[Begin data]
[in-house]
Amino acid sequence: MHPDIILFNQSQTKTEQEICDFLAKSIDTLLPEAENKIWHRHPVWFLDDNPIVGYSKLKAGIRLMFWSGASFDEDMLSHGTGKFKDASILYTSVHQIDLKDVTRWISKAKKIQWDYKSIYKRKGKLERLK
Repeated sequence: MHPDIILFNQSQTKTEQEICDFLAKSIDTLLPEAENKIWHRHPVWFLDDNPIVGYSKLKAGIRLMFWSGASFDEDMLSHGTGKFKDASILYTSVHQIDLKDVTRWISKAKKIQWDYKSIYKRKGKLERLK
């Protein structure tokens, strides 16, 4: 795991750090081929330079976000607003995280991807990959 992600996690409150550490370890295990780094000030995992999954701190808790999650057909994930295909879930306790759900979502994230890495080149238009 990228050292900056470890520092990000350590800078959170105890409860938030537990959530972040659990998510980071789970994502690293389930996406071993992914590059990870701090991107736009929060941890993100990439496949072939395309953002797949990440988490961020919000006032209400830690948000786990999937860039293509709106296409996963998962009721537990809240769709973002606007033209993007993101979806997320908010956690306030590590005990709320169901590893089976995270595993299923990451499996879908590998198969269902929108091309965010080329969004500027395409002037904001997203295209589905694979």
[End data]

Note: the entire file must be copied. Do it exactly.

[in-house]
Amino acid sequence: MHPDIILFNQSQTKTEQEICDFLAKSIDTLLPEAENKIWHRHPVWFLDDNPIVGYSKLKAGIRLMFWSGASFDEDMLSHGTGKFKDASILYTSVHQIDLKDVTRWISKAKKIQWDYKSIYKRKGKLERLK
Repeated sequence: MHPDIILFNQSQTKTEQEICDFLAKSIDTLLPEAENKIWHRHPVWFLDDNPIVGYSKLKAGIRLMFWSGASFDEDMLSHGTGKFKDASILYTSVHQIDLKDVTRWISKAKKIQWDYKSIYKRKGKLERLK
């Protein structure tokens, strides 16, 4: 795991750090081929330079976000607003995280991807990959 992600996690409150550490370890295990780094000030995992999954701190808790999650057909994930295909879930306790759900979502994230890495080149238009 990228050292900056470890520092990000350590800078959170105890409860938030537990959530972040659990998510980071789970994502690293389930996406071993992914590059990870701090991107736009929060941890993100990439496949072939395309953002797949990440988490961020919000006032209400830690948000786990999937860039293509709106296409996963998962009721537990809240769709973002606007033209993007993101979806997320908010956690306030590590005990709320169901590893089976995270595993299923990451499996879908590998198969269902929108091309965010080329969004500027395409002037904001997203295209589905694979």